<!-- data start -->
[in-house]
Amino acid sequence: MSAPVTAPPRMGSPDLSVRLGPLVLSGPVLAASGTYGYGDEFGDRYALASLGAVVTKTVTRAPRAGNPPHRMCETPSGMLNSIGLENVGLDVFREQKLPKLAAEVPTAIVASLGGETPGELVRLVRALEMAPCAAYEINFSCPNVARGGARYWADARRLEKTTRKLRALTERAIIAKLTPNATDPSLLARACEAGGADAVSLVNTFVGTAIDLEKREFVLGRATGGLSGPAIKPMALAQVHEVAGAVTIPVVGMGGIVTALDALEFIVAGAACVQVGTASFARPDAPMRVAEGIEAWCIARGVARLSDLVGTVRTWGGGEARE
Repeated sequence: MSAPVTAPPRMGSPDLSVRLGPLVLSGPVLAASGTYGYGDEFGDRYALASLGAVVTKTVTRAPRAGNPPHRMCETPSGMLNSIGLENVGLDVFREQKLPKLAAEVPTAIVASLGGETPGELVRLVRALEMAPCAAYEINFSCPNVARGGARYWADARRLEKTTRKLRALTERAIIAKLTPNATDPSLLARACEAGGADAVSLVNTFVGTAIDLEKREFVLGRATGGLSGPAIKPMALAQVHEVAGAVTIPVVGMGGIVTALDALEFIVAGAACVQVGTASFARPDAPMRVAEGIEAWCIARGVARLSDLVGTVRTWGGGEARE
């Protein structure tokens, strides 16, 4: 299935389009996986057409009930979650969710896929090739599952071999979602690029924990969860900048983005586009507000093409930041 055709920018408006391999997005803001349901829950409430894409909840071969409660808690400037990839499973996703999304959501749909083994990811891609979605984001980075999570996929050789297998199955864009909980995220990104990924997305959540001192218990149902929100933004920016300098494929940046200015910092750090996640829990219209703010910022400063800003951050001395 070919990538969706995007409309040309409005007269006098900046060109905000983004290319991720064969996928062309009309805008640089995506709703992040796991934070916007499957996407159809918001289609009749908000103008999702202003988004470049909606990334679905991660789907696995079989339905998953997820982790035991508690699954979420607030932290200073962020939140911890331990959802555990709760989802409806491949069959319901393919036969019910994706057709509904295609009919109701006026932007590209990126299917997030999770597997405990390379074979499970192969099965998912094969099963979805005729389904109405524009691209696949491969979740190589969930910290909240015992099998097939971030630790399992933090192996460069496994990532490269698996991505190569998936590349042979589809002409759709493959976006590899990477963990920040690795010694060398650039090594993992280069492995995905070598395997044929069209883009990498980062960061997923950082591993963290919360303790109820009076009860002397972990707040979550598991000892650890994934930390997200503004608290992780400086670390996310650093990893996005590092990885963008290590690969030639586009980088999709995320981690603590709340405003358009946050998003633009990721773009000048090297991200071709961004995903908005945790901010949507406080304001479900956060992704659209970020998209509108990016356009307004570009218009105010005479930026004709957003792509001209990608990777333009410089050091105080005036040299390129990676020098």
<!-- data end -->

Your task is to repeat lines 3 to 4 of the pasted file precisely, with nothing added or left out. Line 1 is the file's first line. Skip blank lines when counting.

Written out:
Repeated sequence: MSAPVTAPPRMGSPDLSVRLGPLVLSGPVLAASGTYGYGDEFGDRYALASLGAVVTKTVTRAPRAGNPPHRMCETPSGMLNSIGLENVGLDVFREQKLPKLAAEVPTAIVASLGGETPGELVRLVRALEMAPCAAYEINFSCPNVARGGARYWADARRLEKTTRKLRALTERAIIAKLTPNATDPSLLARACEAGGADAVSLVNTFVGTAIDLEKREFVLGRATGGLSGPAIKPMALAQVHEVAGAVTIPVVGMGGIVTALDALEFIVAGAACVQVGTASFARPDAPMRVAEGIEAWCIARGVARLSDLVGTVRTWGGGEARE
């Protein structure tokens, strides 16, 4: 299935389009996986057409009930979650969710896929090739599952071999979602690029924990969860900048983005586009507000093409930041 055709920018408006391999997005803001349901829950409430894409909840071969409660808690400037990839499973996703999304959501749909083994990811891609979605984001980075999570996929050789297998199955864009909980995220990104990924997305959540001192218990149902929100933004920016300098494929940046200015910092750090996640829990219209703010910022400063800003951050001395 070919990538969706995007409309040309409005007269006098900046060109905000983004290319991720064969996928062309009309805008640089995506709703992040796991934070916007499957996407159809918001289609009749908000103008999702202003988004470049909606990334679905991660789907696995079989339905998953997820982790035991508690699954979420607030932290200073962020939140911890331990959802555990709760989802409806491949069959319901393919036969019910994706057709509904295609009919109701006026932007590209990126299917997030999770597997405990390379074979499970192969099965998912094969099963979805005729389904109405524009691209696949491969979740190589969930910290909240015992099998097939971030630790399992933090192996460069496994990532490269698996991505190569998936590349042979589809002409759709493959976006590899990477963990920040690795010694060398650039090594993992280069492995995905070598395997044929069209883009990498980062960061997923950082591993963290919360303790109820009076009860002397972990707040979550598991000892650890994934930390997200503004608290992780400086670390996310650093990893996005590092990885963008290590690969030639586009980088999709995320981690603590709340405003358009946050998003633009990721773009000048090297991200071709961004995903908005945790901010949507406080304001479900956060992704659209970020998209509108990016356009307004570009218009105010005479930026004709957003792509001209990608990777333009410089050091105080005036040299390129990676020098």